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August 26, 2011
Bond Program Will Increase Funding for CDFIs
    by Robert Kropp

Mark Pinsky of the Opportunity Finance Network talks with about the CDFI Bond Guarantee Program, which will allow community development financial institutions to access $3 billion in guaranteed financing.

Described by Mark Pinsky, President and CEO of the Opportunity Finance Network (OFN), as "a transformational thing," the Small Business Jobs Act, passed into law by Congress last September, authorized the creation of a CDFI Bond Guarantee Program.

"This program will allow CDFIs (community development financial institutions) to get access to $3 billion," Pinsky told "We've never had access to money like that, and it changes the way community opportunity finance and community-level finance work. It's that big."

"If we do a good job with it, and if Treasury implements it the way we think it will, it changes the way policy works around how we create opportunities for low-income and disadvantaged people," he continued.

OFN and its members have been preparing for such a program for many years, Pinsky said. In a meeting nearly a decade ago, a government representative pointed out to him a program financed through Treasury's Federal Financing Bank (FFB), which provided financing to rural electric utilities.

OFN and its members and allies spend "many years," Pinsky said, developing a framework for the program that was eventually included in the Small Business Jobs Act. The organization created a CDFI Bond Policy Group, which, Pinsky said, "Put in hundreds of hours on a volunteer basis to think through the issue and learn about the program."

In addition, the CDFI Bond Alliance, a group including CDFIs, banks, investors, foundations, and others, was formed to "help shape the direction and ensure the success of the CDFI Bond Program," according to OFN.

"Along the way," Pinsky said, "We also linked arms with the Financial Innovations Roundtable, which is Michael Swack's work out of New Hampshire. For years it's been thinking about bond programs in a different way, and we worked in collaboration with them."

The Financial Innovations Roundtable has been creating cross-sector partnerships to provide low-income communities with increased access to capital and financial services since 2000.

"Our champion on Capitol Hill was Senator Robert Menendez of New Jersey," Pinsky said, "And when the Jobs Act came along his staff contacted us. It was his initiative that made sure the CDFI Bond Guarantee Program made its way into law."

"Congress understands that it had to do this at a large enough scale to prove itself," Pinsky continued. "CDFIs have an exceptional track record of performance, and we hope the program will exceed the expectations of Congress and the Treasury Department."

Asked to describe the potential benefits of the Program, Pinsky said, "More availability of capital for distressed markets and distressed communities. One of the good things about this law is that it's intended to support CDFIs in doing what they do. Up to ten CDFIs per year will have access to the Fund. Those CDFIs and their partners will have access to capital to do things that in the past would have taken a lot longer to get to, because they would have had to raise the money for it."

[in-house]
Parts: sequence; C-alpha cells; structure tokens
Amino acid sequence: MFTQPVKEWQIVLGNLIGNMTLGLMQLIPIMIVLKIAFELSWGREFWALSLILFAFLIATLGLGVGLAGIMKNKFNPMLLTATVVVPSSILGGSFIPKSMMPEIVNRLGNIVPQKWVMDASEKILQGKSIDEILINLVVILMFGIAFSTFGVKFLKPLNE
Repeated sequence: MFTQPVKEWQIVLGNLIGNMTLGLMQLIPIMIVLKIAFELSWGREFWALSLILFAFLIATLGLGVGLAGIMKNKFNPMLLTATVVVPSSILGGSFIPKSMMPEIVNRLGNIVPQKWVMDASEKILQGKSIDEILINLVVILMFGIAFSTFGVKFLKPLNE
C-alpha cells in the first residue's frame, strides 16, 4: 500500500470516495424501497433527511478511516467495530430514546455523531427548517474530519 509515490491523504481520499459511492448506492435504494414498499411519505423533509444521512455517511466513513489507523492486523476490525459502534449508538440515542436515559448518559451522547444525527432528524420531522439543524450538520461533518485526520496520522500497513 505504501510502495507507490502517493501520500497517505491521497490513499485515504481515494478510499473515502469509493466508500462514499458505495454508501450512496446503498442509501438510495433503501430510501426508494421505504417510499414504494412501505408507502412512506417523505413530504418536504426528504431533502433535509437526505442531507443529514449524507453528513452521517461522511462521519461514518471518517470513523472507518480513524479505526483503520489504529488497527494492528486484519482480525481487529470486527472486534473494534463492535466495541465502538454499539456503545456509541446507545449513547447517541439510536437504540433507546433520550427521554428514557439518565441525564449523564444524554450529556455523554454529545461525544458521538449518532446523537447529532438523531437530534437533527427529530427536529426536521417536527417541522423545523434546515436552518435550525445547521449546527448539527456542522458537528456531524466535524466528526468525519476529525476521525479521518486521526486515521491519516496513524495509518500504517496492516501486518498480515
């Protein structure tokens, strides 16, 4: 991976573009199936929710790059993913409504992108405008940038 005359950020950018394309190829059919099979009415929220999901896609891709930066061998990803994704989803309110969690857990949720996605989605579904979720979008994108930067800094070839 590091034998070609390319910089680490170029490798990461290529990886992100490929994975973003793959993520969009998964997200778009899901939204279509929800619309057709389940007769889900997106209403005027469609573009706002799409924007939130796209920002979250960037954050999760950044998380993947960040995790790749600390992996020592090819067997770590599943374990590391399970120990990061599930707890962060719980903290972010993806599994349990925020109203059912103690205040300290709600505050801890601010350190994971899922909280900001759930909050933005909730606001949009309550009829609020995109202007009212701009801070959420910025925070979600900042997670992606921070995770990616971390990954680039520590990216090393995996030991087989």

"The second thing is it's much longer-term money," he continued. "Up to 30 years, and that means the cost of the money can be spread out over a longer period of time, permanent financing instead of just the early-stage financing. Banks love to do early-stage financing and can get into deals knowing that there is long-term financing behind them."

Financing for the bond issues of CDFIs will be purchased by the Federal Financing Bank. However, Pinsky added, "Our hope is that over three years, CDFIs will be able to demonstrate that CDFI financing in this model works, and create a corollary program that gives private investors and capital market investors the ability to invest in this. That will open to door to even more financing."

"There's an old saying that money goes where it's wanted and stays where it's well-treated," he continued. "Investors are going to look at this program and say, here's a good, steady fixed-income opportunity with a guarantee behind it. Our hope is that investors from Wall Street to Main Street will compete to get access to financing CDFIs to do this kind of work. It's not going to happen tomorrow, but we're thinking about it already."

On July 1, the Treasury Department's CDFI Fund posted a request for comments on the implementation and structure of the CDFI Bond Guarantee Program in the Federal Register. OFN members wrote to the Fund, recommending maximum flexibility in implementation.

The letter also stated, "The Fund must ensure that all issuers have a strong track record of meeting the needs of low income and disadvantaged communities, are mission-based, and can direct bond proceeds to appropriate community and economic development uses."

In addition to the letter submitted by its members, OFN itself contributed reco mmendations.

"Treasury has to come out with some kind of rule by September 30," Pinsky said. "Certainly by the first quarter of next year, they will be awarding bond authority with a guarantee to CDFIs."

"It's been a lot of work, but when an opportunity like this comes along you work twice as hard to make it successful," he added.


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